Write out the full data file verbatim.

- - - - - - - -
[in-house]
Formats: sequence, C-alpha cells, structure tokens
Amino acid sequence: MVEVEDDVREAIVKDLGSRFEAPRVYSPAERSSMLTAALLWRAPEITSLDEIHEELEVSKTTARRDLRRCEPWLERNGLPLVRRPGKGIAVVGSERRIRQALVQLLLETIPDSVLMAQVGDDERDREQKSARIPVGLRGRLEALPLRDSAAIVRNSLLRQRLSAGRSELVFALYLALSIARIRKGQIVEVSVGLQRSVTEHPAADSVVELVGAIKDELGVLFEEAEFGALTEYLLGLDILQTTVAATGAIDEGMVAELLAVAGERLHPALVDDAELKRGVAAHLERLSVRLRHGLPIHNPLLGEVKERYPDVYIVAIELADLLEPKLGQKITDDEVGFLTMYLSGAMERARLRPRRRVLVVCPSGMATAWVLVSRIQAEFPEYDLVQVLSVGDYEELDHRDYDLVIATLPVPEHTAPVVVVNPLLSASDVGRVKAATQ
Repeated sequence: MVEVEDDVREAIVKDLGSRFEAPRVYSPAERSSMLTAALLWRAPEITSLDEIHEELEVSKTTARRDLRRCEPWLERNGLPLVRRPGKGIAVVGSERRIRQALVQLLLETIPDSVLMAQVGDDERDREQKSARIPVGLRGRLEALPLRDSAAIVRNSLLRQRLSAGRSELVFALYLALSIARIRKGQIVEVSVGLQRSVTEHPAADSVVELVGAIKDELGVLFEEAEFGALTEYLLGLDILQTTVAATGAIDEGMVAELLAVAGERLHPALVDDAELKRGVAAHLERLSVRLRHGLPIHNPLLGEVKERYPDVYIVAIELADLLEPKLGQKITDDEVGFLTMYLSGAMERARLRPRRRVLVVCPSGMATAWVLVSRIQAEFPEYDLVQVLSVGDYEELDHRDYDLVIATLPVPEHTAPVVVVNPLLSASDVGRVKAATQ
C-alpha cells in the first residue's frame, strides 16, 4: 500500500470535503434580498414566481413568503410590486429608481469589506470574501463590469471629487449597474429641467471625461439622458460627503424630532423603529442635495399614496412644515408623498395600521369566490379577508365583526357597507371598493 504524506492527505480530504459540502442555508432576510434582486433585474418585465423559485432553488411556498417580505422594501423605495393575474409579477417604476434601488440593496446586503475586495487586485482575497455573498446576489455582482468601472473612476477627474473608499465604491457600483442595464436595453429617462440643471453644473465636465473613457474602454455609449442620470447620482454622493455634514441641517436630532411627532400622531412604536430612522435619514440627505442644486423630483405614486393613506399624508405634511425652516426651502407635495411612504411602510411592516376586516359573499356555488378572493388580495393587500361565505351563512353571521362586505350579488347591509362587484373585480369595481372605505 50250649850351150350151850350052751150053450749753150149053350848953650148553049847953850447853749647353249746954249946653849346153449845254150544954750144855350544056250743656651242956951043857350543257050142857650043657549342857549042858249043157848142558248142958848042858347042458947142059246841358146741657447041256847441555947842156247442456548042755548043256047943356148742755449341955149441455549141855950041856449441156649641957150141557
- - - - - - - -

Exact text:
[in-house]
Formats: sequence, C-alpha cells, structure tokens
Amino acid sequence: MVEVEDDVREAIVKDLGSRFEAPRVYSPAERSSMLTAALLWRAPEITSLDEIHEELEVSKTTARRDLRRCEPWLERNGLPLVRRPGKGIAVVGSERRIRQALVQLLLETIPDSVLMAQVGDDERDREQKSARIPVGLRGRLEALPLRDSAAIVRNSLLRQRLSAGRSELVFALYLALSIARIRKGQIVEVSVGLQRSVTEHPAADSVVELVGAIKDELGVLFEEAEFGALTEYLLGLDILQTTVAATGAIDEGMVAELLAVAGERLHPALVDDAELKRGVAAHLERLSVRLRHGLPIHNPLLGEVKERYPDVYIVAIELADLLEPKLGQKITDDEVGFLTMYLSGAMERARLRPRRRVLVVCPSGMATAWVLVSRIQAEFPEYDLVQVLSVGDYEELDHRDYDLVIATLPVPEHTAPVVVVNPLLSASDVGRVKAATQ
Repeated sequence: MVEVEDDVREAIVKDLGSRFEAPRVYSPAERSSMLTAALLWRAPEITSLDEIHEELEVSKTTARRDLRRCEPWLERNGLPLVRRPGKGIAVVGSERRIRQALVQLLLETIPDSVLMAQVGDDERDREQKSARIPVGLRGRLEALPLRDSAAIVRNSLLRQRLSAGRSELVFALYLALSIARIRKGQIVEVSVGLQRSVTEHPAADSVVELVGAIKDELGVLFEEAEFGALTEYLLGLDILQTTVAATGAIDEGMVAELLAVAGERLHPALVDDAELKRGVAAHLERLSVRLRHGLPIHNPLLGEVKERYPDVYIVAIELADLLEPKLGQKITDDEVGFLTMYLSGAMERARLRPRRRVLVVCPSGMATAWVLVSRIQAEFPEYDLVQVLSVGDYEELDHRDYDLVIATLPVPEHTAPVVVVNPLLSASDVGRVKAATQ
C-alpha cells in the first residue's frame, strides 16, 4: 500500500470535503434580498414566481413568503410590486429608481469589506470574501463590469471629487449597474429641467471625461439622458460627503424630532423603529442635495399614496412644515408623498395600521369566490379577508365583526357597507371598493 504524506492527505480530504459540502442555508432576510434582486433585474418585465423559485432553488411556498417580505422594501423605495393575474409579477417604476434601488440593496446586503475586495487586485482575497455573498446576489455582482468601472473612476477627474473608499465604491457600483442595464436595453429617462440643471453644473465636465473613457474602454455609449442620470447620482454622493455634514441641517436630532411627532400622531412604536430612522435619514440627505442644486423630483405614486393613506399624508405634511425652516426651502407635495411612504411602510411592516376586516359573499356555488378572493388580495393587500361565505351563512353571521362586505350579488347591509362587484373585480369595481372605505 50250649850351150350151850350052751150053450749753150149053350848953650148553049847953850447853749647353249746954249946653849346153449845254150544954750144855350544056250743656651242956951043857350543257050142857650043657549342857549042858249043157848142558248142958848042858347042458947142059246841358146741657447041256847441555947842156247442456548042755548043256047943356148742755449341955149441455549141855950041856449441156649641957150141557